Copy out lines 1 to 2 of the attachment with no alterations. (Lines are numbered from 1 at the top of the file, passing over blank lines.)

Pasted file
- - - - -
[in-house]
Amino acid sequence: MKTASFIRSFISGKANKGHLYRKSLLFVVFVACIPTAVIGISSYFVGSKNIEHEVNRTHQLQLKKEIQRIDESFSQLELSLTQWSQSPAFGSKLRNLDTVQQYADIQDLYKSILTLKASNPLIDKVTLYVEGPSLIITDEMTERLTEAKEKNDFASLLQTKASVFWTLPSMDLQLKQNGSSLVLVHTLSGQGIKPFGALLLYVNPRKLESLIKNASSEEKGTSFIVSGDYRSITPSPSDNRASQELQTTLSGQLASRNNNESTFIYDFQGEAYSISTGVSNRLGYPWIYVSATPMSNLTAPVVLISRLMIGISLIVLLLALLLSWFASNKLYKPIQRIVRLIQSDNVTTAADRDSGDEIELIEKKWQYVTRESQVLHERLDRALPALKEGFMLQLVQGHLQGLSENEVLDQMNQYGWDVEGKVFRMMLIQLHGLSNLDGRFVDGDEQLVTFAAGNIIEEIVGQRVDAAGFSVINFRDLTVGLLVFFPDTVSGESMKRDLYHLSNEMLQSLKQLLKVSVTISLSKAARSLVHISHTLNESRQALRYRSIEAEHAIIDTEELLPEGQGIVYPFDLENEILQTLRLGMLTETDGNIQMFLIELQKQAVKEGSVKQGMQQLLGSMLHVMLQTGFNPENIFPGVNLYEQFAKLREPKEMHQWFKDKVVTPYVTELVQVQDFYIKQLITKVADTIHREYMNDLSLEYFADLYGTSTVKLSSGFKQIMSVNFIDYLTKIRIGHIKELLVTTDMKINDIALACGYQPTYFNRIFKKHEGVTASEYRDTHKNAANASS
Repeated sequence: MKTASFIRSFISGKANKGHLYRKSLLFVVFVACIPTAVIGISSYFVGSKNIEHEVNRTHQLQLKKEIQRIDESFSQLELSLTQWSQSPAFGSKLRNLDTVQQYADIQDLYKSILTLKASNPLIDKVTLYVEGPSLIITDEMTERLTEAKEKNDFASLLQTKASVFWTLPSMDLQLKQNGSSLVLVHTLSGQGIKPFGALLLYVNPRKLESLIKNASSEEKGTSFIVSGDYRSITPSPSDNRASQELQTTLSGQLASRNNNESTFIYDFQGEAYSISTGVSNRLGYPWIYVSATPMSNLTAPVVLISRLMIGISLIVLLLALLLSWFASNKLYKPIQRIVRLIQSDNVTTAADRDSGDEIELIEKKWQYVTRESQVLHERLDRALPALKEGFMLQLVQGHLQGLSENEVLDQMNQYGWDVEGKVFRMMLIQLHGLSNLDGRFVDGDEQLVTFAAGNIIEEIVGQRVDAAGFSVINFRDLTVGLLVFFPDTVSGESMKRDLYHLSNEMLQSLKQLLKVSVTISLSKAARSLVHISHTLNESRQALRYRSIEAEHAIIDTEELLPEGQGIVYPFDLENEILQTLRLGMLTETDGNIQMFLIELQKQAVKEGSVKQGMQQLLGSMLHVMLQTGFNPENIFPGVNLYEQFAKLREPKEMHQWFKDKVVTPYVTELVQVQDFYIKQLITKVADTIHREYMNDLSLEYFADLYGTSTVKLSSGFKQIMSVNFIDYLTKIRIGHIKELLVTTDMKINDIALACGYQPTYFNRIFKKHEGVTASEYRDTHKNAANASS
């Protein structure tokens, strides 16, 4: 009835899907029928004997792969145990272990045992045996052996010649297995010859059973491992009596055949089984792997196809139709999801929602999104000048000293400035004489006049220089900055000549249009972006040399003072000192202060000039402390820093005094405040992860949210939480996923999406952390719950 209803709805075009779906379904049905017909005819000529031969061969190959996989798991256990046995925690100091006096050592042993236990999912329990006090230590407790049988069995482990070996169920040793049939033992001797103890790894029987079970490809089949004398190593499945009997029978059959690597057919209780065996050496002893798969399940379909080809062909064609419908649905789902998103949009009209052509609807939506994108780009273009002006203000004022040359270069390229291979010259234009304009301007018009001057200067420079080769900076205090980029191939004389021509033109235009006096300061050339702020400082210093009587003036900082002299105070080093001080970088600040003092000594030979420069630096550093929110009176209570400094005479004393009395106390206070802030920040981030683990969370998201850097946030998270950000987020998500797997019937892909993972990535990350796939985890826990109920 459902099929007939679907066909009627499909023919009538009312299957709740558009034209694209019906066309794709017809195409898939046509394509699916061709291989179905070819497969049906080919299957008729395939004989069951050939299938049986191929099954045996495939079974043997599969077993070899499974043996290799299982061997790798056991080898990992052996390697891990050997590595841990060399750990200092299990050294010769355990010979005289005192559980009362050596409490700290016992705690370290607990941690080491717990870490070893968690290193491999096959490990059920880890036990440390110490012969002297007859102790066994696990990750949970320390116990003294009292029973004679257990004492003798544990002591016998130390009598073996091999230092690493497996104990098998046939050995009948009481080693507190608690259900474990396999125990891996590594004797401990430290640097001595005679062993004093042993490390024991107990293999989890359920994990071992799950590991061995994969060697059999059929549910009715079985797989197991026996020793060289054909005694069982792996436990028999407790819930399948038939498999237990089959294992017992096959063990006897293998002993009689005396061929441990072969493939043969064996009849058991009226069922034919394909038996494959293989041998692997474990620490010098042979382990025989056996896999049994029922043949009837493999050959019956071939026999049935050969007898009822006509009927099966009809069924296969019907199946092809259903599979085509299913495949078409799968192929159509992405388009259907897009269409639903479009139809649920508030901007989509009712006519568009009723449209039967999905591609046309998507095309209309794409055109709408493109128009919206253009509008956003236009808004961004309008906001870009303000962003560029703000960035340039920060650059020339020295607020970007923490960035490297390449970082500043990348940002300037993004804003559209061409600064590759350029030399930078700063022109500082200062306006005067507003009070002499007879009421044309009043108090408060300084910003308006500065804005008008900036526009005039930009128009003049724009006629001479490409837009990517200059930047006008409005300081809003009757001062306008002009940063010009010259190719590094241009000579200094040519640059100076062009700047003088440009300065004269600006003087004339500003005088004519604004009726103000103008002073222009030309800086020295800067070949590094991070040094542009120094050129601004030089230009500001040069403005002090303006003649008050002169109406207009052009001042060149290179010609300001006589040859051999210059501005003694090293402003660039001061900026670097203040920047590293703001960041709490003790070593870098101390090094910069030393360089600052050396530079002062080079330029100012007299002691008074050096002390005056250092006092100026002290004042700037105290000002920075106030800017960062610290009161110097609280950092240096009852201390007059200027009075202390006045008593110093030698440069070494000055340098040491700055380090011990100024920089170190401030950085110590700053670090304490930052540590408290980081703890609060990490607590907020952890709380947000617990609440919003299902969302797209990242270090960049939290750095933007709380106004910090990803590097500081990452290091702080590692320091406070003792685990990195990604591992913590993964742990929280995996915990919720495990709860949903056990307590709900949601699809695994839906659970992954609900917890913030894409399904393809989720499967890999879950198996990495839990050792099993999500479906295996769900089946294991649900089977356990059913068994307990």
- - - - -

[in-house]
Amino acid sequence: MKTASFIRSFISGKANKGHLYRKSLLFVVFVACIPTAVIGISSYFVGSKNIEHEVNRTHQLQLKKEIQRIDESFSQLELSLTQWSQSPAFGSKLRNLDTVQQYADIQDLYKSILTLKASNPLIDKVTLYVEGPSLIITDEMTERLTEAKEKNDFASLLQTKASVFWTLPSMDLQLKQNGSSLVLVHTLSGQGIKPFGALLLYVNPRKLESLIKNASSEEKGTSFIVSGDYRSITPSPSDNRASQELQTTLSGQLASRNNNESTFIYDFQGEAYSISTGVSNRLGYPWIYVSATPMSNLTAPVVLISRLMIGISLIVLLLALLLSWFASNKLYKPIQRIVRLIQSDNVTTAADRDSGDEIELIEKKWQYVTRESQVLHERLDRALPALKEGFMLQLVQGHLQGLSENEVLDQMNQYGWDVEGKVFRMMLIQLHGLSNLDGRFVDGDEQLVTFAAGNIIEEIVGQRVDAAGFSVINFRDLTVGLLVFFPDTVSGESMKRDLYHLSNEMLQSLKQLLKVSVTISLSKAARSLVHISHTLNESRQALRYRSIEAEHAIIDTEELLPEGQGIVYPFDLENEILQTLRLGMLTETDGNIQMFLIELQKQAVKEGSVKQGMQQLLGSMLHVMLQTGFNPENIFPGVNLYEQFAKLREPKEMHQWFKDKVVTPYVTELVQVQDFYIKQLITKVADTIHREYMNDLSLEYFADLYGTSTVKLSSGFKQIMSVNFIDYLTKIRIGHIKELLVTTDMKINDIALACGYQPTYFNRIFKKHEGVTASEYRDTHKNAANASS